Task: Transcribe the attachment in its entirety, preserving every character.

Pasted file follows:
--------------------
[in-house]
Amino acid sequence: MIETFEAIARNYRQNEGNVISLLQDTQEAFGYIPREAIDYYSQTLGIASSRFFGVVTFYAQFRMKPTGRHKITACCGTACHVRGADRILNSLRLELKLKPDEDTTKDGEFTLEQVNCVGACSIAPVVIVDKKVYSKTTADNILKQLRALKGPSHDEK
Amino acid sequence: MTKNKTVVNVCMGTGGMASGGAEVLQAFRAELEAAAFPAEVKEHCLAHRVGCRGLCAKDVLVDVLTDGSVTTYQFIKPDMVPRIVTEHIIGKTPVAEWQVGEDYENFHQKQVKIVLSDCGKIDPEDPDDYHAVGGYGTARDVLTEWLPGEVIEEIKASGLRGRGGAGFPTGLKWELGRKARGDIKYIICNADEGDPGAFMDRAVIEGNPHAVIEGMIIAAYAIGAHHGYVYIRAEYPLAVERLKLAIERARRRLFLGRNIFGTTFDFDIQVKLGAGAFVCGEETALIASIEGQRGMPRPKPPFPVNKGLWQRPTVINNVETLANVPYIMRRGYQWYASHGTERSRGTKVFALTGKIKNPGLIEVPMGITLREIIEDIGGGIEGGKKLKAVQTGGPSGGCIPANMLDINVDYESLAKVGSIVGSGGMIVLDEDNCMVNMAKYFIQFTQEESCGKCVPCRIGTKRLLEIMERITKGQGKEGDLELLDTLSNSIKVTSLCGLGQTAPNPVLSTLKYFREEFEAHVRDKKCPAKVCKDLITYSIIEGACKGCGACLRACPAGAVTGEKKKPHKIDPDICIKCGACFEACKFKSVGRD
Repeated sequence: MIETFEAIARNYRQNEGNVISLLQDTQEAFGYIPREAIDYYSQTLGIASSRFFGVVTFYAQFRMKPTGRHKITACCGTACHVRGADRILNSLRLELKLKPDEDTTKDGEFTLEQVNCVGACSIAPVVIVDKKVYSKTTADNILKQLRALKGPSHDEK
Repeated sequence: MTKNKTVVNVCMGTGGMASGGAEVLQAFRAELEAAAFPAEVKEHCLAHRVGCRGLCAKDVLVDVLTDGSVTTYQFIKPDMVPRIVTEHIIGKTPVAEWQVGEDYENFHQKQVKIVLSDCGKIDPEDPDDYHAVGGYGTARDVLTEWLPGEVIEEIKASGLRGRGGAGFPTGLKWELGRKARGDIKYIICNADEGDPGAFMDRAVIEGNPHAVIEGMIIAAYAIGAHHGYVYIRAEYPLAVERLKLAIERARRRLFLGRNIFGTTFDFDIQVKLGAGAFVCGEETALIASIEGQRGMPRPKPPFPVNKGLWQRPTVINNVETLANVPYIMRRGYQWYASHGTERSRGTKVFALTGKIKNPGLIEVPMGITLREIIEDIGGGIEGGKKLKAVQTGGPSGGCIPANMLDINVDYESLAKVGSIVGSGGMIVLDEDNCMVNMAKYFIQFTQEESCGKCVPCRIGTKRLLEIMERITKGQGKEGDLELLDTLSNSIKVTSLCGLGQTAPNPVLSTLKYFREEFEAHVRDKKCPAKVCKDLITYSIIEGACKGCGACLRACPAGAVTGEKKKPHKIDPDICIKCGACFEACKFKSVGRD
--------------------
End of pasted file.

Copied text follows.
[in-house]
Amino acid sequence: MIETFEAIARNYRQNEGNVISLLQDTQEAFGYIPREAIDYYSQTLGIASSRFFGVVTFYAQFRMKPTGRHKITACCGTACHVRGADRILNSLRLELKLKPDEDTTKDGEFTLEQVNCVGACSIAPVVIVDKKVYSKTTADNILKQLRALKGPSHDEK
Amino acid sequence: MTKNKTVVNVCMGTGGMASGGAEVLQAFRAELEAAAFPAEVKEHCLAHRVGCRGLCAKDVLVDVLTDGSVTTYQFIKPDMVPRIVTEHIIGKTPVAEWQVGEDYENFHQKQVKIVLSDCGKIDPEDPDDYHAVGGYGTARDVLTEWLPGEVIEEIKASGLRGRGGAGFPTGLKWELGRKARGDIKYIICNADEGDPGAFMDRAVIEGNPHAVIEGMIIAAYAIGAHHGYVYIRAEYPLAVERLKLAIERARRRLFLGRNIFGTTFDFDIQVKLGAGAFVCGEETALIASIEGQRGMPRPKPPFPVNKGLWQRPTVINNVETLANVPYIMRRGYQWYASHGTERSRGTKVFALTGKIKNPGLIEVPMGITLREIIEDIGGGIEGGKKLKAVQTGGPSGGCIPANMLDINVDYESLAKVGSIVGSGGMIVLDEDNCMVNMAKYFIQFTQEESCGKCVPCRIGTKRLLEIMERITKGQGKEGDLELLDTLSNSIKVTSLCGLGQTAPNPVLSTLKYFREEFEAHVRDKKCPAKVCKDLITYSIIEGACKGCGACLRACPAGAVTGEKKKPHKIDPDICIKCGACFEACKFKSVGRD
Repeated sequence: MIETFEAIARNYRQNEGNVISLLQDTQEAFGYIPREAIDYYSQTLGIASSRFFGVVTFYAQFRMKPTGRHKITACCGTACHVRGADRILNSLRLELKLKPDEDTTKDGEFTLEQVNCVGACSIAPVVIVDKKVYSKTTADNILKQLRALKGPSHDEK
Repeated sequence: MTKNKTVVNVCMGTGGMASGGAEVLQAFRAELEAAAFPAEVKEHCLAHRVGCRGLCAKDVLVDVLTDGSVTTYQFIKPDMVPRIVTEHIIGKTPVAEWQVGEDYENFHQKQVKIVLSDCGKIDPEDPDDYHAVGGYGTARDVLTEWLPGEVIEEIKASGLRGRGGAGFPTGLKWELGRKARGDIKYIICNADEGDPGAFMDRAVIEGNPHAVIEGMIIAAYAIGAHHGYVYIRAEYPLAVERLKLAIERARRRLFLGRNIFGTTFDFDIQVKLGAGAFVCGEETALIASIEGQRGMPRPKPPFPVNKGLWQRPTVINNVETLANVPYIMRRGYQWYASHGTERSRGTKVFALTGKIKNPGLIEVPMGITLREIIEDIGGGIEGGKKLKAVQTGGPSGGCIPANMLDINVDYESLAKVGSIVGSGGMIVLDEDNCMVNMAKYFIQFTQEESCGKCVPCRIGTKRLLEIMERITKGQGKEGDLELLDTLSNSIKVTSLCGLGQTAPNPVLSTLKYFREEFEAHVRDKKCPAKVCKDLITYSIIEGACKGCGACLRACPAGAVTGEKKKPHKIDPDICIKCGACFEACKFKSVGRD